The Greek crisis is dominating headlines this week, and promises to be the most important economic and financial topic of conversation through the weekend and into Monday. Neither the Greek government nor the European Central Bank (ECB) seem to be prepared to give an inch, and there’s every indication that things could come to head next week. If Greece does default, and if there is a resulting crisis in European markets, will the Federal Reserve get involved? To quote Sarah Palin, “You betcha!” How would the Fed do this? Read on to find out.
Although the euro is the dominant currency in Europe, a lot of debt in Europe is still denominated in dollars. The dollar being the world’s reserve currency and dollar markets being incredibly liquid, it just makes sense for a lot of companies to do business in dollars. But when a crisis hits and those businesses need dollars, they have to get a hold of dollars somehow. Banks in Europe have a limited supply, and once those dollars are gone, there is no dollar-printing central bank in Europe that can step in. Enter the Federal Reserve.
The Fed sets up liquidity swap lines with the ECB. These swap lines were, for many years, not highly publicized, and not even broken out as a separate category on the Fed’s balance sheet. That is, until the financial crisis hit and the swap lines rose to close to $600 billion. Even since the financial crisis they remain open, are periodically renewed, and occasionally still used, without much publicity.
A swap line is an agreement between the Fed and a foreign central bank to swap currency. For instance, the Fed creates new dollars, the ECB creates new euros, and they agree to exchange them. For the period of the swap, the Fed holds those newly-created euros as an asset, and the ECB loans those dollars out to firms that need dollars to make dollar-denominated payments. Presumably those firms are only in need of short-term dollar financing, and can pay those loans back. When the swap unwinds, the ECB then sends those dollars back to the Fed, the Fed returns the euros to the ECB, and the swap lines are drawn back down to zero. Sounds nice and easy, until there’s a problem.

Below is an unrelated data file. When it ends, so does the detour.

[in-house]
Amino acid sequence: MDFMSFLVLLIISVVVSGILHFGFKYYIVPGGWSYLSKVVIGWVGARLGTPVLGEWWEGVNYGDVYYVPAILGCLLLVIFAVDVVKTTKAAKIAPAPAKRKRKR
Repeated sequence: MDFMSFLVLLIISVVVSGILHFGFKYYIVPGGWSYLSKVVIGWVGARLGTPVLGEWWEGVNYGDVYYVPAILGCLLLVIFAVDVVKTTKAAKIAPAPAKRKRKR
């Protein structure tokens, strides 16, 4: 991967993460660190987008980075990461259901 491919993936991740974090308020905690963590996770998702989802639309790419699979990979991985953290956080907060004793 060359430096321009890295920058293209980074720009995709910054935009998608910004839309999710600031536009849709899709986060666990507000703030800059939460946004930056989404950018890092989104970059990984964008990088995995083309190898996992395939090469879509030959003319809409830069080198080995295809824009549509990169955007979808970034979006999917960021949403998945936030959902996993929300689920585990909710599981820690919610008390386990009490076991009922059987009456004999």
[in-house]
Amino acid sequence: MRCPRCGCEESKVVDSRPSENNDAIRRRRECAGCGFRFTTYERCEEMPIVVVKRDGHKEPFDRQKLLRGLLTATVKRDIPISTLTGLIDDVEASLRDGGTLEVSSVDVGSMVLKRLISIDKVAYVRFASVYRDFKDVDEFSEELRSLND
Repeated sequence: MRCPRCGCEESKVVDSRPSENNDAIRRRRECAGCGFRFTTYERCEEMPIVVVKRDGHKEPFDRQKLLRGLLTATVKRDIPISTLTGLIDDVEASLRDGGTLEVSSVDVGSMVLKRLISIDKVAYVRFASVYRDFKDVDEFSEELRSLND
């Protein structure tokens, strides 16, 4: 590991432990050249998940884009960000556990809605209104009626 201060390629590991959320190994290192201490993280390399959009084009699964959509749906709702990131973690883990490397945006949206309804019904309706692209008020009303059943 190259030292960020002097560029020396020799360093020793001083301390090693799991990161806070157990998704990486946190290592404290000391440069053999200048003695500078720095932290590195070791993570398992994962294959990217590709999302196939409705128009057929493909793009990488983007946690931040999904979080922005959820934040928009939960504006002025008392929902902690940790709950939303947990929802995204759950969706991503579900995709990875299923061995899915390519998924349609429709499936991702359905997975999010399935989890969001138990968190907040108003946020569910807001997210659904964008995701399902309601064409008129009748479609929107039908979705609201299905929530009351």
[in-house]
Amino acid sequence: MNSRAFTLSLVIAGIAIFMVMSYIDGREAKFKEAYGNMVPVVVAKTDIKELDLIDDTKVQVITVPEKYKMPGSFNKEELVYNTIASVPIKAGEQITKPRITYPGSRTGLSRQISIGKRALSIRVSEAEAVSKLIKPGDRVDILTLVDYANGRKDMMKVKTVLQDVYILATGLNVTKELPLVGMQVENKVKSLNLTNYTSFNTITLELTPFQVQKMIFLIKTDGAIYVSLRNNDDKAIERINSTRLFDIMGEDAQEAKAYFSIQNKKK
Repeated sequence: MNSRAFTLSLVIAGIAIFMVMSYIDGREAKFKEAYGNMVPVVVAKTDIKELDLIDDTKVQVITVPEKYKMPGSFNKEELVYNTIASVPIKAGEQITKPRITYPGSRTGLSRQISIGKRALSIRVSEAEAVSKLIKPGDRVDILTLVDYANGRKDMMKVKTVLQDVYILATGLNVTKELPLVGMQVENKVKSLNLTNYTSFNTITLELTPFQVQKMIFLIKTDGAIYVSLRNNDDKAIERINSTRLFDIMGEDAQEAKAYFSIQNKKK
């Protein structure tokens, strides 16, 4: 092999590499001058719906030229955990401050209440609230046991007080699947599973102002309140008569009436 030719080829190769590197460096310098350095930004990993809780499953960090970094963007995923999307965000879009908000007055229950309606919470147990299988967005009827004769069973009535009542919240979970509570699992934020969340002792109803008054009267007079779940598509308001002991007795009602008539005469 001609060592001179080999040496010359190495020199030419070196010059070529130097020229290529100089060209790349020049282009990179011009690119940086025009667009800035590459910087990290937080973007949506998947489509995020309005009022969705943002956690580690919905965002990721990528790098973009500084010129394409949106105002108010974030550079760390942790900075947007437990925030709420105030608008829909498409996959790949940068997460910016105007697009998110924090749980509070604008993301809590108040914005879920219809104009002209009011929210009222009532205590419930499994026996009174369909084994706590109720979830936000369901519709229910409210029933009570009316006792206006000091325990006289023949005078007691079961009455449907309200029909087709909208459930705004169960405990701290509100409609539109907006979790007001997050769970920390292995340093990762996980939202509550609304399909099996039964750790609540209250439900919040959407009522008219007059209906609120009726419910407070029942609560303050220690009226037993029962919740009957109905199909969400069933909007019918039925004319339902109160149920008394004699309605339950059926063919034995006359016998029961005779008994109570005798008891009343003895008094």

Of course, there are many problems with swap lines. The inflationary effects of creating that new money and loaning it temporarily, the deflationary effects as it gets sucked back out of the system, and of course the fact that the central bank is picking winners and losers by determining which companies get to borrow those dollars. And those are just the problems when it is individual companies that are in danger of failing. Now we have an entire nation (Greece) that is in danger of failure, a nation that is in a currency union with all the other Eurozone countries. So what happens when (or if?) Greece implodes?
This drama has been going on for months, so maybe the big players have already minimized their exposure to Greece. Fed Chairman Janet Yellen seemed to downplay the importance of Greece when she was asked about it at her press conference on Wednesday. But what if this is a bigger problem than anyone realizes? I still remember getting called to a staff briefing in mid-2007, almost exactly eight years ago now, where committee staff on the House Financial Services Committee informed us that a little-known unit of Bear Stearns had gotten itself into a little bit of difficulty. Nobody seemed to think it was a terribly important issue, but they were going to monitor things. Little did we know that that incident was the harbinger of the financial crisis. Over the next year things went from bad, to worse, to catastrophic. It started small, but snowballed tremendously.
Now back to the swap lines. If you want to get a sense of the Fed’s involvement in Europe, watch the swap lines. Swap line data is published every Thursday afternoon on the Fed’s balance sheet, the H.4.1 release. If you look at the St. Louis Fed’s charts and data on swap lines, you’ll see the huge amount of swaps during the financial crisis, and then a smaller but still significant increase in swap lines during the first iteration of the Greek financial crisis back in 2012. While swaps have been relatively non-existent this year, there was a small blip back in April, likely Greek-related, and more importantly, another blip this week. While the amount, $114 million, is a drop in the bucket compared to what it has been in the past, this number needs to be watched. It could very well be an indicator of the Fed getting involved in Europe again. And if the doomsday scenario ends up taking place next week, expect that $114 million figure to skyrocket. The Fed seems to want the conversation to revolve around a possible upcoming interest rate hike, so it’s been relatively silent on the topic of Greece and its involvement in bailing out Europe. But even if the Fed doesn’t say anything about Greece, its money-printing to pump up the swap lines will do plenty of talking.